Créme de la crème on Oslo Fjord
Just over a year ago,TINE BA moved its head office to Oslo Atrium, an imposing office complex of 30,000 m2 over nine floors gracing Christian Fredrik Square. Its closest neighbours are the “crème de la crème” of the city's downtown developments, such as the Radisson SAS Plaza Hotel, the still unfinished new opera house and not least Bjørkvika, probably Oslo's most exclusive residential district, currently under construction.
“The decision to opt for Oslo Atrium was taken in November 2003 and we moved in on schedule in June 2004”, says Brit Graesholt, section head of TINE BA's marketing department. “Our objective was to create an efficient and flexible head office. Oslo Atrium suited us perfectly. Among other things, it allowed us to concentrate all our interlinked operations in one place. All the main office functions such as corporate management, administration, purchasing, marketing, sales and a ”consumer centre” are now accommodated on the same floor.The sole exception is our IT and communications department, located on the floor below.”
TINE BA is one of Norway's largest food companies with over 5,500 employees and annual turnover of NKr 14.1 billion. Owned by Norway's dairy farmers, TINE is one of the country's best-known and reputable brands.With international products such as Jarlsberg cheese, the most widely imported cheese in its class by the USA, TINE runs an extensive export business. The group also has manufacturing facilities in the USA and UK, and will shortly have one in Ireland.
“Our core business is milk and dairy products”, says Brit,“but we also have significant operations in other food sectors such as fruit juices. We regard product development and an imaginative approach as important parts of our future strategy and are proud both of our diversity and our strong brand. You can see how this pride is expressed in our new premises, not least from the colour schemes in our conference rooms, characterized by the colours and names of our best-known brands.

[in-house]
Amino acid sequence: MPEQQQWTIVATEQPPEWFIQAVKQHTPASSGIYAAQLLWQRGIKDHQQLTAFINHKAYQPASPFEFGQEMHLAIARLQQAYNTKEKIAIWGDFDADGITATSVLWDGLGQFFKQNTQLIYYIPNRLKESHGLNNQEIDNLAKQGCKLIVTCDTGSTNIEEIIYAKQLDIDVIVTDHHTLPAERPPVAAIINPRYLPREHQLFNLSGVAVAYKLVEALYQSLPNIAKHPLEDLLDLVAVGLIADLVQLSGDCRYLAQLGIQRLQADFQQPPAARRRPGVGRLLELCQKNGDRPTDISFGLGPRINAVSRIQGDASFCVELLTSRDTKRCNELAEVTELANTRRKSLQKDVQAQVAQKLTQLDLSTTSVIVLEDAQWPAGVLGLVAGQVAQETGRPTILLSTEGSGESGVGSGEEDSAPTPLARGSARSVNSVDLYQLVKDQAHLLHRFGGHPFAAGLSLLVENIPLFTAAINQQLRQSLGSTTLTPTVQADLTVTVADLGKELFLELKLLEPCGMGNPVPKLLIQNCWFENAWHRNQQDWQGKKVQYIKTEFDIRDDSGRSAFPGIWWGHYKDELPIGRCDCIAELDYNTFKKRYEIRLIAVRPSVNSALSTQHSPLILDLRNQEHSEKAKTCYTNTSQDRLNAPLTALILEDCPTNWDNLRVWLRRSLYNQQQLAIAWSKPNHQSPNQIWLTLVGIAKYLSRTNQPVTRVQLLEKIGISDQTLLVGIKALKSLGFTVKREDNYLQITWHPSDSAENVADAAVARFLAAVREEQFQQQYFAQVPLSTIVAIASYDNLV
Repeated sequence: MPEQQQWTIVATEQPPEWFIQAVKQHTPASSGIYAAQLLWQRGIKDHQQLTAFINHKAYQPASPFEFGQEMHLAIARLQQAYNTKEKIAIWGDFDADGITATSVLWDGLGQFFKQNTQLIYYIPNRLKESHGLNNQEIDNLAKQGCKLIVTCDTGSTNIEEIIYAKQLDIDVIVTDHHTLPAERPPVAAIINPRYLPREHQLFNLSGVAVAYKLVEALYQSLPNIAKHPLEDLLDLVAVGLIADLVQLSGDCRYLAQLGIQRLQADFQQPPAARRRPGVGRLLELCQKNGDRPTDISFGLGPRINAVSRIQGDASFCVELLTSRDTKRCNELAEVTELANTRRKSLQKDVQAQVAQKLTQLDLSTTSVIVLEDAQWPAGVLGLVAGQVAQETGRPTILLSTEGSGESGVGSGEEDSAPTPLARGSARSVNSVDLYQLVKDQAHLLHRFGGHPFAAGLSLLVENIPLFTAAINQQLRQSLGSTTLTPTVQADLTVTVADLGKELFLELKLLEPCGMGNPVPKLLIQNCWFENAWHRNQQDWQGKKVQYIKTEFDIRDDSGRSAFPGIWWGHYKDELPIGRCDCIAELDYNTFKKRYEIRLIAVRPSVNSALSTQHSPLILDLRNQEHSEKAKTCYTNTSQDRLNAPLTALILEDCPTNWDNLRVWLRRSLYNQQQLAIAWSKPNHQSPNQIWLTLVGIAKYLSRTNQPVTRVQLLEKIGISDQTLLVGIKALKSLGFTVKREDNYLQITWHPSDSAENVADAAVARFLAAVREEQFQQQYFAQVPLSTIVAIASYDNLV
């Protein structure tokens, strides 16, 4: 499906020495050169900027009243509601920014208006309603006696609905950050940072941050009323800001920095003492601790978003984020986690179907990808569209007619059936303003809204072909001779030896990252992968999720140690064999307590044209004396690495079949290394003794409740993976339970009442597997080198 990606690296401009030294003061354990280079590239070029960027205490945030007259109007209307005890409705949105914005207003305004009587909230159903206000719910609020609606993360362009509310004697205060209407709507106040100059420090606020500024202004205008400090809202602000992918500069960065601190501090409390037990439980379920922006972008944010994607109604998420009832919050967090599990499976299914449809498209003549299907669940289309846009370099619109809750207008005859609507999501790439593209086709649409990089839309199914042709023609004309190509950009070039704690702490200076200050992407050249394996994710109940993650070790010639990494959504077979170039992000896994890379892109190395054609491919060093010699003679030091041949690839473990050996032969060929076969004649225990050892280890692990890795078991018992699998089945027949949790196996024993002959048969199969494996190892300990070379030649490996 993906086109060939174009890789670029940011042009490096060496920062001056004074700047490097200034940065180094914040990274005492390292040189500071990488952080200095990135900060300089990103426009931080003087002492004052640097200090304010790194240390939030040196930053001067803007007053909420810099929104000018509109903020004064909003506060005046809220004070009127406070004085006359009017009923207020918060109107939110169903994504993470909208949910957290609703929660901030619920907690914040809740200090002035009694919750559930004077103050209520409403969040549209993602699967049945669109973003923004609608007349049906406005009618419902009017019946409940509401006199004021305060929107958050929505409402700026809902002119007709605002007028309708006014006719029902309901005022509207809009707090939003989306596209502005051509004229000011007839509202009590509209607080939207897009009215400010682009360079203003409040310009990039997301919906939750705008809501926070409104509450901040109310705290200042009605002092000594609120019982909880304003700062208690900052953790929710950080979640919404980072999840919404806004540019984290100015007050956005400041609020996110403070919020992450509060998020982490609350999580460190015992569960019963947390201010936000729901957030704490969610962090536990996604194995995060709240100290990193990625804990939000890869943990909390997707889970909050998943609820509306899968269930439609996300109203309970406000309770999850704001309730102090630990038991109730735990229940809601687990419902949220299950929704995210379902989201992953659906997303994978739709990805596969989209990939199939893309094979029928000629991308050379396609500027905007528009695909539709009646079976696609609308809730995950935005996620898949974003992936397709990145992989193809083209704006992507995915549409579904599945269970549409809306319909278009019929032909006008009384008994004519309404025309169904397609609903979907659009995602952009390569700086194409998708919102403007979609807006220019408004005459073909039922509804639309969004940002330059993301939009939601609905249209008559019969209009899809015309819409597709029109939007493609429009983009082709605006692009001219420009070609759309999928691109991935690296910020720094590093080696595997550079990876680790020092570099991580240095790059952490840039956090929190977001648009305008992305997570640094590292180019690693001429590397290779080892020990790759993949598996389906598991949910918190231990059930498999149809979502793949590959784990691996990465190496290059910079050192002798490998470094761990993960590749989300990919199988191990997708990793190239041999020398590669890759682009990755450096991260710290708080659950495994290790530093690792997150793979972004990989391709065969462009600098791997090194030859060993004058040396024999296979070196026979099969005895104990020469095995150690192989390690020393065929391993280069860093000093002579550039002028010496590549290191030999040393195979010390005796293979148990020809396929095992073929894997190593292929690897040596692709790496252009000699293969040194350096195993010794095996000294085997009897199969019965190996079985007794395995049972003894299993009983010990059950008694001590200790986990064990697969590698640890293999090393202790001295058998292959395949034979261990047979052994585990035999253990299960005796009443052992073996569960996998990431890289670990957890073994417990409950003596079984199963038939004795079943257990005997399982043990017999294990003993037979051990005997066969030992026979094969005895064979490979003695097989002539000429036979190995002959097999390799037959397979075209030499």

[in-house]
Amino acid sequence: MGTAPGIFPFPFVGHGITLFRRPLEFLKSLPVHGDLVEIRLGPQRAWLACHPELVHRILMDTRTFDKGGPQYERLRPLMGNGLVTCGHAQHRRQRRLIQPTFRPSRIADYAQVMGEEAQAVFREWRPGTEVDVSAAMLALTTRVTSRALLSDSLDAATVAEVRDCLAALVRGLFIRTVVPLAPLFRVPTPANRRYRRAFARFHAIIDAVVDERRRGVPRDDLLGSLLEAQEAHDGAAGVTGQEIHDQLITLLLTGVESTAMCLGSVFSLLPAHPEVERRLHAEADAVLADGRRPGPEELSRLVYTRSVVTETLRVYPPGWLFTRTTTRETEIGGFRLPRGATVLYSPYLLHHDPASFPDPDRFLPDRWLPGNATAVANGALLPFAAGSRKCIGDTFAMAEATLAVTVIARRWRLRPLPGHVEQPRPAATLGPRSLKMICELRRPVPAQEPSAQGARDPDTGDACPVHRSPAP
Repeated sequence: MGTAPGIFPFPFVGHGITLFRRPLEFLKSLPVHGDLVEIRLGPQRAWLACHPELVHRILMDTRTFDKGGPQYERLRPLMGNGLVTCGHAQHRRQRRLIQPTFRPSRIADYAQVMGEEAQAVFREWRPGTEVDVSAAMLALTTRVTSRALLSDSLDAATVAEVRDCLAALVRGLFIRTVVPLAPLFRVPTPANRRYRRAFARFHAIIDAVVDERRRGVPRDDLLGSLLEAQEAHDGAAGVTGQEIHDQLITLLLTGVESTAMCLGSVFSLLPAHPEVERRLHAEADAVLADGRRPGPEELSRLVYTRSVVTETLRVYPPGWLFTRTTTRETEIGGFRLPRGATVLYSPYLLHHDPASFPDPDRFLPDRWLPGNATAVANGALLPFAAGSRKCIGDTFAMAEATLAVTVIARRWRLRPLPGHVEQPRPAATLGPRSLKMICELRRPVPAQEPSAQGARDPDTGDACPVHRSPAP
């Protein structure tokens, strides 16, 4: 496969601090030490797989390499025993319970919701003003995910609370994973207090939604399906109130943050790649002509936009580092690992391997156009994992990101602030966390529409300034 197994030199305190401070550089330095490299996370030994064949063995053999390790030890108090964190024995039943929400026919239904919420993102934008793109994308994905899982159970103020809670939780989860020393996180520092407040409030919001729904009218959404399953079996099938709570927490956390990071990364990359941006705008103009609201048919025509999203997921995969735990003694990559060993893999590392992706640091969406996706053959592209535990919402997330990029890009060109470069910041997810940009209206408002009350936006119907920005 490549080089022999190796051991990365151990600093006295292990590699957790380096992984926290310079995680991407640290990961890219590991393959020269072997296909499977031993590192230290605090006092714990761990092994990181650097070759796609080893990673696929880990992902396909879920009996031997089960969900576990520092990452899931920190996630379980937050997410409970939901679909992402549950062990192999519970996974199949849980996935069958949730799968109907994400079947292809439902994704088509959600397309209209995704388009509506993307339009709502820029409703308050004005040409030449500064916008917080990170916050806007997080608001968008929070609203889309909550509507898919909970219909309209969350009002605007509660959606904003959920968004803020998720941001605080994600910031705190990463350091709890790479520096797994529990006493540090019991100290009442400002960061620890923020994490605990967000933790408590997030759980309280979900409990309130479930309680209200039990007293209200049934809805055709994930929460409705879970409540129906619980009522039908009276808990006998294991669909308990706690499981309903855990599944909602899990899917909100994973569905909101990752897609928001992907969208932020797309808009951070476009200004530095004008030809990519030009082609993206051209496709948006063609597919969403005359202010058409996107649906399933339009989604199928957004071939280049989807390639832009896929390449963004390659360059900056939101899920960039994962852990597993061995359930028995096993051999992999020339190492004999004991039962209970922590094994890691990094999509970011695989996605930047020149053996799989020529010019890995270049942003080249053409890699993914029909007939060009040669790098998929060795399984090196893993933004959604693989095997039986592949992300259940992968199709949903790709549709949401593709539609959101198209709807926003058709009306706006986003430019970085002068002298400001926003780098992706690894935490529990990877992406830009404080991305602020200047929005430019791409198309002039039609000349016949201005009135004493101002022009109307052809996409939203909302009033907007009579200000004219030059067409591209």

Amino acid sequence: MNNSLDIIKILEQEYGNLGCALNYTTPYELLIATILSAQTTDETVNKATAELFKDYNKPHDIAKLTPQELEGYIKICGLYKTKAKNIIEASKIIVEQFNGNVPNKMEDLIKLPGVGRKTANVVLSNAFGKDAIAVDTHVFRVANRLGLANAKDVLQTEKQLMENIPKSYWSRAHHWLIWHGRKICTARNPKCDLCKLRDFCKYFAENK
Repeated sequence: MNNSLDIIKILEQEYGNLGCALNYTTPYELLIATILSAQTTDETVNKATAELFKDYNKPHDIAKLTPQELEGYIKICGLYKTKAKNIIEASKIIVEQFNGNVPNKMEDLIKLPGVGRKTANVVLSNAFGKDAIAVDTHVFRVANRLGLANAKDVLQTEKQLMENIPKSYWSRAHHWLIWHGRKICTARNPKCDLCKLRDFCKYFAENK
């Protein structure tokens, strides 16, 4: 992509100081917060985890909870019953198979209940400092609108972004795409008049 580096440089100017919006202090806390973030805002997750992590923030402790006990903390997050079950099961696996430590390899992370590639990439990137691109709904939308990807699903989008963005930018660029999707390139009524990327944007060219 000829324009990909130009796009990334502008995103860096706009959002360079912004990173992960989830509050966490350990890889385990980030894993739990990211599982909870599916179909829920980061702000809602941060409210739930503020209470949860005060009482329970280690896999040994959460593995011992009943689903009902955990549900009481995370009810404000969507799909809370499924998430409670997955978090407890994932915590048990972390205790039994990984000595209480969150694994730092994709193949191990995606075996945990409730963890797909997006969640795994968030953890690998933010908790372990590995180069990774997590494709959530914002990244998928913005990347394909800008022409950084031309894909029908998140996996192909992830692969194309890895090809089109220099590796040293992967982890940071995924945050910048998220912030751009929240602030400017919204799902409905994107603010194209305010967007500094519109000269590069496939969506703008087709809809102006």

We put out a tender for the new office furniture and were obviously looking for a supplier who could provide the best overall solution.Key parameters were price and function, but also the supplier's environmental policy and how well they could satisfy our design requirements in terms of material and colours.An obvious requirement was that the furniture should represent a Nordic image.”
In weighing up these factors as well as assessing the supplier's capacity and experience in handling large projects, the choice fell on Kinnarps.
“We were naturally very pleased about the customer's confidence in us”, says Tone Rekdal, the project manager responsible for Kinnarps' key projects in Norway. “We have been present in Norway for many years and have expanded strongly in recent years.The order from TINE represents another valuable confirmation of our position, and not least a very good reference.The fact that the order was also a big one that included several meeting rooms, break-out ares, cloakrooms and not least 250 complete workstations was in no way a disadvantage”, says Tone with a smile.
“Actually 253 items”, corrects Brit,“three of which had to be designed as individual offices for the top management.All the other 250 workstations were to be completely open.This led to a certain scepticism among some of our employees who were used to having their own offices. But with the help of people like Tom Iverson, a sales representative from our Norwegian head office, we solved the problem by running twelve workshops in one week.All employees, including our CEO and representatives from the architects, took part and had the same say in the dialogue on the design of the workstations and the location of the various units.
This process led to a solution where everyone participated and was ultimately satisfied. For example, an agreement was reached in good democratic spirit that two meters of shelf storage space would suffice in each personal cabinet. A high-priority question was seating comfort, which is why we chose Kinnarps Plus 8 for all the office chairs. The final result was a highly flexible furniture landscape with cabinets that could be placed both to the right and left of the desks and could be combined as desired from single occupancy to groups of up to five workplaces.”
“To conclude”, says Brit,“we are very happy with Kinnarps' efforts. It was actually only when we had signed the framework agreement that the process leading to the ultimate solution really took off, with Kinnarps' participation.A big difference was that we were able to avoid a whole lot of specially designed solutions and instead use both less expensive and simpler standard models. So we could use standard frames for the desks and only had to customize the desktops.The work cabinets were also modified, but the extra cost was negligible thanks to the large volumes involved. In addition”, concludes Brit, “Kinnarps has kept its word. Not least in terms of the timetable. Our brief was to have all workstations ready by June 21, 2004. Everyone could move in exactly according to plan, at 9 o'clock in the morning, into light and open workstations that we had all been involved in designing.